Thursday, June 1, 2017

SMP Romance Book Tour for Duke With Benefits by Manda Collins


LADY + DUKE = TRUE LOVE?

Lady Daphne Forsyth is a brilliant mathematician with a burning passion for puzzles. When she learns that the library belonging to her benefactress houses the legendary Cameron Cipher—an encrypted message that, once solved, holds the key to great riches—Daphne is on the case. Unfortunately, her race to unlock the cipher’s code is continually thwarted by a deliciously handsome distraction she hadn’t counted on . . . and cannot resist.

Dalton Beauchamp, the Duke of Maitland, is curious as to why Daphne is spending so much time snooping around his aunt’s bookshelves. He’s even more intrigued by her bold yet calculating manner: She is unapologetic about her secret quest . . . and the fiery attraction that develops between them both. But how can they concentrate on solving a perplexing enigma once the prospect of true love enters the equation?

Duke with Benefits is the second in Manda Collins' Studies in Scandal series set in Regency England.

EXCERPT
“There you are, my dear,” said the Earl of Forsyth with a beaming smile that didn’t quite reach his eyes.
Maitland saw at once that Daphne favored him. Her green eyes were the same shade as his, though there were lines of dissipation bracketing the earl’s. And though his expertly cropped blond hair was shot through with silver, what remained of its original color was the same shade as hers. But whereas Daphne’s gaze was focused off to the left of whomever she conversed with, like a bird hovering just over a branch, Forsyth’s speared one with cold calculation. As he did to Daphne now.
“You are looking well, Daphne,” the earl continued, stepping forward to embrace his daughter, who looked as uncomfortable with the contact as Maitland had ever seen her. “The sea air agrees with you. As I knew it would.”
“The sea is very beautiful,” Daphne replied woodenly. “Why are you here, Father?”
“Is that any way to greet your Papa?” the earl chided, stepping back from her and wandering farther into the room, standing to stare out at the gardens below through the window. “I’ve traveled all the way from London to see you. And this lovely estate. I must admit that when I first learned of your inheritance, I thought it was all some sort of trick. But you would have your own way and leave the loving bosom of your family no matter what I said. Now that I’m here, though, and see it in person, I must admit that it’s a lovely spot. And your chaperone, Lady Serena, is quite beautiful, isn’t she? A widow, I take it?”
His jaw clenched at the man’s mention of Serena, and Maitland thought perhaps it was time to announce himself. Daphne seemed not to realize he’d followed her in, and the earl was too busy waxing rhapsodic over the beauties of Beauchamp House.
“I don’t believe we’ve met, Forsyth,” he said forcefully, stepping up to stand side by side with Daphne. He gave a slight bow, perhaps not quite as deep as was warranted, but not caring. “The Duke of Maitland. I am a friend of your daughter’s, you might say.”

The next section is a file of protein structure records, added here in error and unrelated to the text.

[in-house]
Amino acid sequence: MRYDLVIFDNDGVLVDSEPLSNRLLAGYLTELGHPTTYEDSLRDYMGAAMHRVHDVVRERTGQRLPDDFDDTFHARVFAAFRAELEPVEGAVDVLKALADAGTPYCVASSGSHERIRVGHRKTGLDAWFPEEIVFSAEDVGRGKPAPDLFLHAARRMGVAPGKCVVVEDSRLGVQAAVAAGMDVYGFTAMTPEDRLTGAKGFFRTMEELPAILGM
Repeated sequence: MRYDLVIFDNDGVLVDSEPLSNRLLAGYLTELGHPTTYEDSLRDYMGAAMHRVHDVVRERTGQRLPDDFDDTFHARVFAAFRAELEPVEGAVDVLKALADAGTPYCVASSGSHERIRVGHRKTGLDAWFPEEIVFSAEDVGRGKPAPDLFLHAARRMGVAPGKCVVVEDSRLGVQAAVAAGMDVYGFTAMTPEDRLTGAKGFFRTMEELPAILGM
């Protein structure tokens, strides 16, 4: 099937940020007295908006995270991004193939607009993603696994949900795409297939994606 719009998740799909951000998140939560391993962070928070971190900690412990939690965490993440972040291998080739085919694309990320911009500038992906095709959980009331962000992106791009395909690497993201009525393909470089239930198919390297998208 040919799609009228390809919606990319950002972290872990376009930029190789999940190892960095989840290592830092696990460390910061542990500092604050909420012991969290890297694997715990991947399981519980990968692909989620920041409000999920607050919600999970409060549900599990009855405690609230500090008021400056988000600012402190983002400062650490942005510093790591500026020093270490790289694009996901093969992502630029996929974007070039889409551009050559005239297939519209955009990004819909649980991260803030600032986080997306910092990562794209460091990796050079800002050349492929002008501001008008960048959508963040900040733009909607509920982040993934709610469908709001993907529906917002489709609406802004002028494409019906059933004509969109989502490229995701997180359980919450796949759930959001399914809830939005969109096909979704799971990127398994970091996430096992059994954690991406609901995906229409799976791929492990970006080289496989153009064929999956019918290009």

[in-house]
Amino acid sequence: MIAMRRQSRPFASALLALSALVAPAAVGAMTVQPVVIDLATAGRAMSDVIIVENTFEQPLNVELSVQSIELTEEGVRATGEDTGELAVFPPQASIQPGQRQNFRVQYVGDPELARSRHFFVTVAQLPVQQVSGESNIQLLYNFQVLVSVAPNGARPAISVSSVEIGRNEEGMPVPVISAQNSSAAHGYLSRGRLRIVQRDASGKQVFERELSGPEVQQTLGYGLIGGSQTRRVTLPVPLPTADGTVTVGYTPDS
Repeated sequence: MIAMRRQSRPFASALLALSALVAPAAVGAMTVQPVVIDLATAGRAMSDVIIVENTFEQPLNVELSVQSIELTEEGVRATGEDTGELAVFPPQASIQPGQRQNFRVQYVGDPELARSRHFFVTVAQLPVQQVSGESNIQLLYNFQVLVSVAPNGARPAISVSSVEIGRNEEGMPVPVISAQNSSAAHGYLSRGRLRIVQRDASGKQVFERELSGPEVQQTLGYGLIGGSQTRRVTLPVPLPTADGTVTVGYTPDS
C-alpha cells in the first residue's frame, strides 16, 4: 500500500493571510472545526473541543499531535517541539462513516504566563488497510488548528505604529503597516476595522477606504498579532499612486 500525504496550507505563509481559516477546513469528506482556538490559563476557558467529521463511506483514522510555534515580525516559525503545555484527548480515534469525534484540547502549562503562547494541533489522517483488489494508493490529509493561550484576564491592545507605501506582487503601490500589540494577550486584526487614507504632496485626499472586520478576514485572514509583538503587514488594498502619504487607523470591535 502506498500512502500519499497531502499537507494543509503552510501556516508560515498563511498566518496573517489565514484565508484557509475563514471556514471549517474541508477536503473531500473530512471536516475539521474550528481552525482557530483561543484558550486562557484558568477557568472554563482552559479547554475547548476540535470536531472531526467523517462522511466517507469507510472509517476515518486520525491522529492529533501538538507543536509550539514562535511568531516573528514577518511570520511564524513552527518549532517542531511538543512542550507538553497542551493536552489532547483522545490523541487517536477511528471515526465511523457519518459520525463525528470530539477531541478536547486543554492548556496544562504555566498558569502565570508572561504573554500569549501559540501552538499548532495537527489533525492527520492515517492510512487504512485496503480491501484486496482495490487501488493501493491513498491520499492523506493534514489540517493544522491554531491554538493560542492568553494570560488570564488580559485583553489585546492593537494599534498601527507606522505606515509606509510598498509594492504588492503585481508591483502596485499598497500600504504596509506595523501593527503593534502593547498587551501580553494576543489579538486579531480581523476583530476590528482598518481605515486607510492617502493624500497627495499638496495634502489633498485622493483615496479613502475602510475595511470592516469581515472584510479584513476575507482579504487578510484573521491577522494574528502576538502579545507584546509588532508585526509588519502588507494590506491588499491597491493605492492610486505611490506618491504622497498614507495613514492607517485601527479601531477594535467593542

What he meant by that last, he could not say, but the man made every bit of protective instinct within him go on the alert. He was her father, but all the same Maitland knew that Daphne was no safer with him than she would have been with Sommersby if he still lived.
At the sound of the duke’s voice, Lord Forsyth turned with almost comical haste from the window and stared. For the barest flicker, he looked angry. Well, if he were upset at the knowledge that his daughter was not without friends, then he would simply have to swallow it. Because Maitland was damned if he’d leave her alone with the fellow.
“Duke,” Lord Forsyth said with a tilt of his head, “I am pleased to make your acquaintance. I was a friend of your father’s, and had little notion I’d be meeting you here. He was a good man, your father.”
His father had been nothing of the sort, but Maitland was hardly going to discuss it with Forsyth.
“I am here visiting my sister, Lady Serena,” Maitland said coolly, letting the other man know in tone rather than words that he had not appreciated the older man’s speculative words about her earlier. “And of course my cousin, Kerr. He only recently married another of the heiresses here, and resides here with her.”
Forsyth’s eyes narrowed at the implication that Daphne was well protected should her father wish to cause trouble. At least that was the message Maitland was endeavoring to send. And by the looks of it, Forsyth read him loud and clear.
“Capital, capital,” the earl said with false cheer. “A merry party you must all make here. I had no idea you were in such fine company here, Daphne. No notion at all.”
“Because we have not spoken since I left,” Daphne said, looking from her father to Maitland then back again, as if wondering what went on between them. “And now, father, I really must ask you to leave. I have a great deal of work to do and . . .”
“Don’t be absurd, Daphne,” her father said with a shake of his head. “I only just arrived. And there is something very important I must speak to you about.” He turned to Maitland with a raised brow. “I’m sure you’ll excuse us, Duke. I’m afraid what I need to tell my daughter is private family business.”
Maitland was opening his mouth to tell the man he would leave Daphne alone with him when hell froze over, when Daphne did it for him.
“Maitland stays,” she said, reaching out to grasp him by the arm. It was as much of a cry for help as he’d ever thought he’d see from her. Wordlessly, he slipped her arm into his, as if they were about to promenade round the room. He covered her hand with his, keenly aware of the thread of tension in her.